Speaking at a drug abuse summit in Atlanta, the US president committed to tackling heroin and prescription opioid epidemic with prevention and treatment
Barack Obama committed Tuesday to take on America’s growing heroin and prescription opioid epidemic by devoting resources to prevention and treatment, rather than to the “war on drugs” policies of the last few decades.
“For too long we’ve viewed drug addiction through the lens of criminal justice,” Obama said at a conference in Atlanta. “The most important thing to do is reduce demand. And the only way to do that is to provide treatment – to see it as a public health problem and not a criminal problem.”
The president said he hoped his participation in the panel – part of the “National Prescription Drug Abuse Heroin Summit” this week – would draw attention to the shift in approach, exemplified by a series of efforts aiming $116m at treatment that the administration laid out earlier in the day.
“When I show up, usually cameras do too,” Obama said. “My hope is that it provides a greater spotlight to help solve this problem.”
CNN chief medical correspondent Sanjay Gupta, who moderated the discussion, said the aim of the panel was to “focus on a path forward – on solutions” to the epidemic, which claimed 28,647 lives in 2014, a four-fold increase in opioid overdoses since 2000, according to the Centers for Disease Control and Prevention.
Others in the panel included Crystal Oertle and Justin Luke Riley, two recovering addicts who now help others, and Baltimore health commissioner Leana Wen. Obama referred to fixes needed in insurance, healthcare, and federal and state governments to stem the increase in addiction, which he said would not only help addicts but save the societal costs of their addiction.
Oertle recounted using heroin in the bathroom while her two children were at school. Wen told a story of sending an addict back to the streets when treatment was unavailable, only to see him later die of an overdose in the emergency room.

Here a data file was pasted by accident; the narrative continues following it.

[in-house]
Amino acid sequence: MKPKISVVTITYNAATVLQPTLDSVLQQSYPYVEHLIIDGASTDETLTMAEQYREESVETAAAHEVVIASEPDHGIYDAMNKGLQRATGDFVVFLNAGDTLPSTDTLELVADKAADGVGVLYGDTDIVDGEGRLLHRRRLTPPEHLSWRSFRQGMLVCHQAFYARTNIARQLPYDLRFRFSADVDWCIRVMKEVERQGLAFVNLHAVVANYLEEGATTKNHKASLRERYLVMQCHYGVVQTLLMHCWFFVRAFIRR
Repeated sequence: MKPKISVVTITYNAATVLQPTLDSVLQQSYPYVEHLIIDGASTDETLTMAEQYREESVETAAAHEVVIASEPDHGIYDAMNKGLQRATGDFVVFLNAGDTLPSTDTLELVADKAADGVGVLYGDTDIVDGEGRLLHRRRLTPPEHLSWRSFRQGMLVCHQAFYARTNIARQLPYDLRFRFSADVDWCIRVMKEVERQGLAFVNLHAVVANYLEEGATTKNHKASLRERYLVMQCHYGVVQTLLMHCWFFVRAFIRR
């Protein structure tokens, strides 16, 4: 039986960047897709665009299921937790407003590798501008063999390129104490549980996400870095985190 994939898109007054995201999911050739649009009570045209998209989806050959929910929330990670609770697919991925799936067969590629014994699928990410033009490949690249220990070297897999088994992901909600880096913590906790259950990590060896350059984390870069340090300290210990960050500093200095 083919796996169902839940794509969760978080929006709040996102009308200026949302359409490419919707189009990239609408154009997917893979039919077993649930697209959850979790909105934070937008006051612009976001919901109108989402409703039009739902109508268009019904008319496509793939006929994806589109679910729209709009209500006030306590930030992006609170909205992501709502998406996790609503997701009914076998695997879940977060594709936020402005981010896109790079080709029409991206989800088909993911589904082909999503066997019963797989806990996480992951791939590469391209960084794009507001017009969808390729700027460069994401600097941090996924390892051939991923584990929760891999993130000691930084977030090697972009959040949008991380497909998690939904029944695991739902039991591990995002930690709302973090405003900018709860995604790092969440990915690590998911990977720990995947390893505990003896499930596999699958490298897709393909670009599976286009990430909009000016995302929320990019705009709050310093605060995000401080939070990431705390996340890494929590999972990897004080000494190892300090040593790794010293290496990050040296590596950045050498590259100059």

Wen said that care for addicts is currently often unavailable. “One of the worst realizations as a doctor is that you can’t help someone … it’s inhumane and ineffective,” she said.
Oertle said her recovery depends on buprenorphine, a drug that combats opiate addiction, counseling, and helping others.
Obama’s plan introduced earlier in the day includes a proposed Health and Human Services Department (HHS) rule that would allow qualified doctors to increase the number of patients to whom they can prescribe buprenorphine from 100 to 200.
It also touted $94m in “new funding” that the department of health and human services released earlier this month, so that 271 community health centers could expand “medication-assisted treatment of opioid use disorders in underserved communities.” This funding could result in the centers treating 124,000 new patients, according to the White House. The plan also included $11m for states to distribute naloxone, a drug that reverses opioid overdoses.
Obama also highlighted a nearly completed HHS rule that would treat substance abuse and mental health services like medical and surgical benefits under Medicaid and Children’s Health Insurance Program (CHIP) programs. The White House said this could affect more than 23 million people.
Michael Collins, deputy director of national affairs at the Drug Policy Alliance, said the increased focus on helping addicts rather than interdicting drugs and incarcerating dealers continues Obama’s commitment to “doing more than previous administrations to roll back the war on drugs.”
Obama’s plan “build(s) on” his call last month for an additional $1.1bn in congressional funding to fight the growing public health problem, according to the White House.
But Obama made clear in his remarks to the panel that “those $1.1bn are still not allocated. Until the money comes through it’s just an idea”. He warned: “If we don’t invest in this, we’re going to keep on being penny wise and pound foolish.”
He said addiction has historically not been viewed as a public health problem, in part because it was viewed as affecting “the poor and minorities”.
“It was a seen as a character flaw, and ‘not our problem’. But the way we have looked at cigarettes as a public health problem, and traffic fatalities as a public health problem, if you take the same approach here, it can make a difference.”